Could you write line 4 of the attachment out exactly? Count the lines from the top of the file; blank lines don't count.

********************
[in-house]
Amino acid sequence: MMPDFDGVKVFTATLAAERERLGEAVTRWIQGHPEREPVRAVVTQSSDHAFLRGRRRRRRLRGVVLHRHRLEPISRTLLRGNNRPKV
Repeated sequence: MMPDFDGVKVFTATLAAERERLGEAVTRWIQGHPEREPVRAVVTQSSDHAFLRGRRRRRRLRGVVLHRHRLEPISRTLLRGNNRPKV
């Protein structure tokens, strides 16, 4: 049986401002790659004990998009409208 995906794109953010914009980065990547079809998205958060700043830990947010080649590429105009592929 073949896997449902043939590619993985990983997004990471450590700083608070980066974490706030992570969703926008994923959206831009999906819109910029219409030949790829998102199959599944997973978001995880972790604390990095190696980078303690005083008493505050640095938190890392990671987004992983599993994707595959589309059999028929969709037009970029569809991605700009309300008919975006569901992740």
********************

């Protein structure tokens, strides 16, 4: 049986401002790659004990998009409208 995906794109953010914009980065990547079809998205958060700043830990947010080649590429105009592929 073949896997449902043939590619993985990983997004990471450590700083608070980066974490706030992570969703926008994923959206831009999906819109910029219409030949790829998102199959599944997973978001995880972790604390990095190696980078303690005083008493505050640095938190890392990671987004992983599993994707595959589309059999028929969709037009970029569809991605700009309300008919975006569901992740």